As an entrepreneur, freelancer, or small business owner, chances are you aren’t a branding expert. Because you aren’t, it’s easy to be intimidated by the idea of developing a compelling brand for yourself or your small business – after all, don’t large corporations spend thousands or even millions of dollars developing their brands?

Even Big Companies Have Trouble With Branding

Branding isn’t easy, and it’s not a given that any new brand or branding element will ultimately be successful, even if exorbitant amounts of money, time, and talent is applied to the process. In a famous case that we often like to cite on our blog, the clothing brand Gap unveiled a new logo in 2010 that was estimated to have cost $100 million, and it was retired in less than a week after a public outcry and almost universal ridicule from other designers! On the opposite end of the spectrum, there are many famous logos and brands that were developed for almost nothing that went on to become international successes that have stood the test of time; a wonderful example is the Nike Swoosh logo, which was created in 1971 by a designer who was originally paid $35 for her work, although she was compensated further in 1983.

Branding Is All Around You

If developing a brand is so difficult and the results so unpredictable, where do you even begin the process to develop your own brand? Luckily, the answer is right in front of you, or behind you, or in the drawer or cabinet to the right – chances are you’re already surrounded by products and materials that display branding elements from your favorite brands, and identifying what makes them so compelling to you can help you begin the process of adapting and incorporating those ideals and emotions into your own brand!

The $100 Million Dollar Question

After reading the preceding paragraphs, you may be asking yourself, “How can a business, any business, justify spending $100 million dollars on a logo? That’s outrageous!” To many of us, it can seem incredulous that so much money can be spent on branding, or even just a single brand element like a logo. After all, if you’re a fan of Coca-Cola, you may believe that you would continue to buy Cokes even if they were labeled with a plain white band that had “Coke” written on it in with a Sharpie marker. However, the idea that branding and rebranding is unimportant to consumer spending is simply not true. For example, when Tropicana orange juice unveiled a disastrous new product design for orange juice cartoons, sales plummeted 20% in just one month, and the original carton design was quickly reinstated. Effective branding incorporates and conveys so much, both consciously and unconsciously, that we often choose products from our favorite brands even when a competing product may be on sale or provide a better value. That is why large retail chains are unable to replace well known products and brands with their own “store label” products, as consumer demand forces them to stock both products side-by-side on their shelves.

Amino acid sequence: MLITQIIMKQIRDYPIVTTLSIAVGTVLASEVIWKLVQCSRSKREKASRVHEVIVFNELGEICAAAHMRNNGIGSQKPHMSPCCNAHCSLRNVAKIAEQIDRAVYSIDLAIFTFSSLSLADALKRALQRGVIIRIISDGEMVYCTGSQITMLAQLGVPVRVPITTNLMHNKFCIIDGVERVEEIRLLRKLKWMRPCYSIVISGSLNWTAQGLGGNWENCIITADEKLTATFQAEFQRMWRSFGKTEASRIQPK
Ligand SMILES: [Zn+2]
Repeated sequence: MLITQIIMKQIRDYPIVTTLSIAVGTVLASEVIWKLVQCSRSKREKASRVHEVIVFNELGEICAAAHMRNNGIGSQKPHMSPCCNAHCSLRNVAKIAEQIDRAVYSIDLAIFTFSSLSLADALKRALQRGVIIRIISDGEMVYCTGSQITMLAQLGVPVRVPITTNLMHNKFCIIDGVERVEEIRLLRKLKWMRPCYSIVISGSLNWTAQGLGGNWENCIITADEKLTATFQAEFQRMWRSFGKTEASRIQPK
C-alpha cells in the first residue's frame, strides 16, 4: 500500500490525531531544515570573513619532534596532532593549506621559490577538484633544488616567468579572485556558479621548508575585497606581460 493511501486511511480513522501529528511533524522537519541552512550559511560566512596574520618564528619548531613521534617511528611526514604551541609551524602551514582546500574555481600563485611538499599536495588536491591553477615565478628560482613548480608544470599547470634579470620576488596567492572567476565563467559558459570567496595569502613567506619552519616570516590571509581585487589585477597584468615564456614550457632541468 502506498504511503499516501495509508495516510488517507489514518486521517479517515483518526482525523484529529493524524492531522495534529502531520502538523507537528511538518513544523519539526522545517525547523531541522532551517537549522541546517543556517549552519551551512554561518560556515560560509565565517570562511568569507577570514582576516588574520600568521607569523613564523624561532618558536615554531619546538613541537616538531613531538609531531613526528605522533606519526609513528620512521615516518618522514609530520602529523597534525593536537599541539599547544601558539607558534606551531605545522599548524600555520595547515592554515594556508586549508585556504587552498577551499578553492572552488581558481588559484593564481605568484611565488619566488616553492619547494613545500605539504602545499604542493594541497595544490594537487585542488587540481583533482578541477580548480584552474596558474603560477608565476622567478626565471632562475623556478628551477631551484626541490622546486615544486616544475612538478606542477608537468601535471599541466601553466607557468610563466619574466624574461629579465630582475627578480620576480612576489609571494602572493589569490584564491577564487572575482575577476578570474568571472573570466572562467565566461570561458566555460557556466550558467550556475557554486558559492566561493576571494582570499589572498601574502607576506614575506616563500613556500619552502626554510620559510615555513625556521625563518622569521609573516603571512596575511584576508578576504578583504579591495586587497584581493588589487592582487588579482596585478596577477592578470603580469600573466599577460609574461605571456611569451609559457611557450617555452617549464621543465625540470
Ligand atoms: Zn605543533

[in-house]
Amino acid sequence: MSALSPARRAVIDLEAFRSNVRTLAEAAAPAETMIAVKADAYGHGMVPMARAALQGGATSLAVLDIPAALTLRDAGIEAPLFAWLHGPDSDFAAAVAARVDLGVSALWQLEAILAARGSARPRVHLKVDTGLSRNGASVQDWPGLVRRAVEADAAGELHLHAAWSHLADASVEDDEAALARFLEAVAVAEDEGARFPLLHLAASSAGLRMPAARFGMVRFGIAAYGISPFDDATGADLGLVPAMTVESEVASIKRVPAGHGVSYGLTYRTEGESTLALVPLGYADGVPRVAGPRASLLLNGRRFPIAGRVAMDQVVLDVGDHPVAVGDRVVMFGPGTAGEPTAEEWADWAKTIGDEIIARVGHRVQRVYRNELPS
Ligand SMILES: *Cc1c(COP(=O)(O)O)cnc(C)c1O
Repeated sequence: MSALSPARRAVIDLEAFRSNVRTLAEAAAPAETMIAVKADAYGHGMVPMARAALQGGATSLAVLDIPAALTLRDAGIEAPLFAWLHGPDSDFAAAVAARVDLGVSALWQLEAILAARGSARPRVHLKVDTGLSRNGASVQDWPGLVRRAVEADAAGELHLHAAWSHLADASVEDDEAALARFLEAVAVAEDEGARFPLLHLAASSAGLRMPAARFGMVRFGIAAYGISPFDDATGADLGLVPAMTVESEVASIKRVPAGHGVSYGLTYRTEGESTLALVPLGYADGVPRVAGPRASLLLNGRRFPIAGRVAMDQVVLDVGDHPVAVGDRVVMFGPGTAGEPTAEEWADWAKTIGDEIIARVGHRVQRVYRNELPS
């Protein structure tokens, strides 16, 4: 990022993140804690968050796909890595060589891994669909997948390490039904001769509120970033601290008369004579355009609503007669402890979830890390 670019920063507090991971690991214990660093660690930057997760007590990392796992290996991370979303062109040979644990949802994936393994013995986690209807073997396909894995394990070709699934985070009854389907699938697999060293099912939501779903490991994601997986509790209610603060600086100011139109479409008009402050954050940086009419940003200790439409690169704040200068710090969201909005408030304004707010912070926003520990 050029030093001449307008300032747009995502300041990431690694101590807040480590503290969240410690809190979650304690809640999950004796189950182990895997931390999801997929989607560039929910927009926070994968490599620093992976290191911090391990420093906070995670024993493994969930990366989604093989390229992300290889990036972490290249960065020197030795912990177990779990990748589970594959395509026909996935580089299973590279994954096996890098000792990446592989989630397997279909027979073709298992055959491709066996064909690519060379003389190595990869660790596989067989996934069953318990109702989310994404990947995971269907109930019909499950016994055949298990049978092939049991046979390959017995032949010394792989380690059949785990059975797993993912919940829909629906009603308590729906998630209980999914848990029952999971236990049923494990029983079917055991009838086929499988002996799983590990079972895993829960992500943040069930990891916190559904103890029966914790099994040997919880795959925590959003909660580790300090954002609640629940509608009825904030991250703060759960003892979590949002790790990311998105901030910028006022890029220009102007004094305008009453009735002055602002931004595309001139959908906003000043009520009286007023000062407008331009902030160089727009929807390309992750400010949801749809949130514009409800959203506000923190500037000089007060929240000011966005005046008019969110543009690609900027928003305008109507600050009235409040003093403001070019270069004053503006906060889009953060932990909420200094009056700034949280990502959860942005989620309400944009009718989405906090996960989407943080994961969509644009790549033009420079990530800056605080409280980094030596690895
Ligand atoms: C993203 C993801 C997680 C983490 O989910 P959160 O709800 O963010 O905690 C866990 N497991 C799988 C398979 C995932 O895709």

Finding Inspiration In Other Successful Brands

If you can identify brands that have inspired loyalty and even personal advocacy on your part, chances are you would like to adapt what makes those brands so compelling into your brand. Before you proceed, it is important to ensure that what makes another brand compelling to you will also make it compelling to your target market, so carefully consider whether or not your tastes and interests align with your target market. Next, carefully consider exactly what element of the brand you would like to adapt, instead of simply writing down the name of the brand and moving on. You can’t just outright copy another brand and their branding elements, but you can adapt the best elements of your favorite brands in an original way and make every effort to make your brand as effective as the ones you personally admire.